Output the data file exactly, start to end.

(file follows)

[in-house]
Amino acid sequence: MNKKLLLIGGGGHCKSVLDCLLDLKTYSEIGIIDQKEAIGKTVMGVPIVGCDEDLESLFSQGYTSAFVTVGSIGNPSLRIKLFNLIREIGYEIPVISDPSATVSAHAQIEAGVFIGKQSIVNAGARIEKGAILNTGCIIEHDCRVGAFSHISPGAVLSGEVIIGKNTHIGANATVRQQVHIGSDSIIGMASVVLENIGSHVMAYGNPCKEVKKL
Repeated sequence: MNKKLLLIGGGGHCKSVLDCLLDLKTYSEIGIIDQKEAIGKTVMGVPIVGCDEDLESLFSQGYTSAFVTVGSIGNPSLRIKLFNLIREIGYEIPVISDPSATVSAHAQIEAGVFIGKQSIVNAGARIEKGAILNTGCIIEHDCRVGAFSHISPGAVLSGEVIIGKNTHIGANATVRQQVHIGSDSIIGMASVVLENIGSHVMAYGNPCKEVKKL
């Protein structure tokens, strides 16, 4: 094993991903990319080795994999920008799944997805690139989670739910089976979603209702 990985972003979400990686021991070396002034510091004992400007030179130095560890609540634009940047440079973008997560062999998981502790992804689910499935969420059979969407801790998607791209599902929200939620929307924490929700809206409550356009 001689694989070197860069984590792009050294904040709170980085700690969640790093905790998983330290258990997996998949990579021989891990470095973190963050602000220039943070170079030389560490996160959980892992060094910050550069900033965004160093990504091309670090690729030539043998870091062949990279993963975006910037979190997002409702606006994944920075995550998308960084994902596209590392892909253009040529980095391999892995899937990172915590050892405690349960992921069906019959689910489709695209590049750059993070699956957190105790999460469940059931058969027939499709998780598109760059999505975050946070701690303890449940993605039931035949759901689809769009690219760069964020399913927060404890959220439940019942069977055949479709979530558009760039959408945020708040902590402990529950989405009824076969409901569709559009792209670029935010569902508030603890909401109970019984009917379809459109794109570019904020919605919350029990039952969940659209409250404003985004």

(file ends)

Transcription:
[in-house]
Amino acid sequence: MNKKLLLIGGGGHCKSVLDCLLDLKTYSEIGIIDQKEAIGKTVMGVPIVGCDEDLESLFSQGYTSAFVTVGSIGNPSLRIKLFNLIREIGYEIPVISDPSATVSAHAQIEAGVFIGKQSIVNAGARIEKGAILNTGCIIEHDCRVGAFSHISPGAVLSGEVIIGKNTHIGANATVRQQVHIGSDSIIGMASVVLENIGSHVMAYGNPCKEVKKL
Repeated sequence: MNKKLLLIGGGGHCKSVLDCLLDLKTYSEIGIIDQKEAIGKTVMGVPIVGCDEDLESLFSQGYTSAFVTVGSIGNPSLRIKLFNLIREIGYEIPVISDPSATVSAHAQIEAGVFIGKQSIVNAGARIEKGAILNTGCIIEHDCRVGAFSHISPGAVLSGEVIIGKNTHIGANATVRQQVHIGSDSIIGMASVVLENIGSHVMAYGNPCKEVKKL
């Protein structure tokens, strides 16, 4: 094993991903990319080795994999920008799944997805690139989670739910089976979603209702 990985972003979400990686021991070396002034510091004992400007030179130095560890609540634009940047440079973008997560062999998981502790992804689910499935969420059979969407801790998607791209599902929200939620929307924490929700809206409550356009 001689694989070197860069984590792009050294904040709170980085700690969640790093905790998983330290258990997996998949990579021989891990470095973190963050602000220039943070170079030389560490996160959980892992060094910050550069900033965004160093990504091309670090690729030539043998870091062949990279993963975006910037979190997002409702606006994944920075995550998308960084994902596209590392892909253009040529980095391999892995899937990172915590050892405690349960992921069906019959689910489709695209590049750059993070699956957190105790999460469940059931058969027939499709998780598109760059999505975050946070701690303890449940993605039931035949759901689809769009690219760069964020399913927060404890959220439940019942069977055949479709979530558009760039959408945020708040902590402990529950989405009824076969409901569709559009792209670029935010569902508030603890909401109970019984009917379809459109794109570019904020919605919350029990039952969940659209409250404003985004």